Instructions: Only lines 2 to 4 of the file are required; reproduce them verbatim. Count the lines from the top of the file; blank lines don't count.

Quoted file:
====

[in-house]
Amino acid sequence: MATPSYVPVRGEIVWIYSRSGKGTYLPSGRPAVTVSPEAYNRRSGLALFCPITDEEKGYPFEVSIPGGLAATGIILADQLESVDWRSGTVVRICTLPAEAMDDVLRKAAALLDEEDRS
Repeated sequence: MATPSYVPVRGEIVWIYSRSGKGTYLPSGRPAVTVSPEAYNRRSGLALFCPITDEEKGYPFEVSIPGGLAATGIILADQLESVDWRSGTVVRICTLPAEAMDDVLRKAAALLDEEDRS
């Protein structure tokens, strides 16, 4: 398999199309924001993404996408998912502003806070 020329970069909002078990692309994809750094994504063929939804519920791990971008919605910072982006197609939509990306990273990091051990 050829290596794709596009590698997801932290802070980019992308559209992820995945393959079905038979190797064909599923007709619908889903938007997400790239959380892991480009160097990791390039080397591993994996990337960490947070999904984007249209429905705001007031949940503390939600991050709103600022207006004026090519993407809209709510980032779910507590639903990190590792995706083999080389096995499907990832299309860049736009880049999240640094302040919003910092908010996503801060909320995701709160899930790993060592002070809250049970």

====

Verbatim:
Amino acid sequence: MATPSYVPVRGEIVWIYSRSGKGTYLPSGRPAVTVSPEAYNRRSGLALFCPITDEEKGYPFEVSIPGGLAATGIILADQLESVDWRSGTVVRICTLPAEAMDDVLRKAAALLDEEDRS
Repeated sequence: MATPSYVPVRGEIVWIYSRSGKGTYLPSGRPAVTVSPEAYNRRSGLALFCPITDEEKGYPFEVSIPGGLAATGIILADQLESVDWRSGTVVRICTLPAEAMDDVLRKAAALLDEEDRS
């Protein structure tokens, strides 16, 4: 398999199309924001993404996408998912502003806070 020329970069909002078990692309994809750094994504063929939804519920791990971008919605910072982006197609939509990306990273990091051990 050829290596794709596009590698997801932290802070980019992308559209992820995945393959079905038979190797064909599923007709619908889903938007997400790239959380892991480009160097990791390039080397591993994996990337960490947070999904984007249209429905705001007031949940503390939600991050709103600022207006004026090519993407809209709510980032779910507590639903990190590792995706083999080389096995499907990832299309860049736009880049999240640094302040919003910092908010996503801060909320995701709160899930790993060592002070809250049970």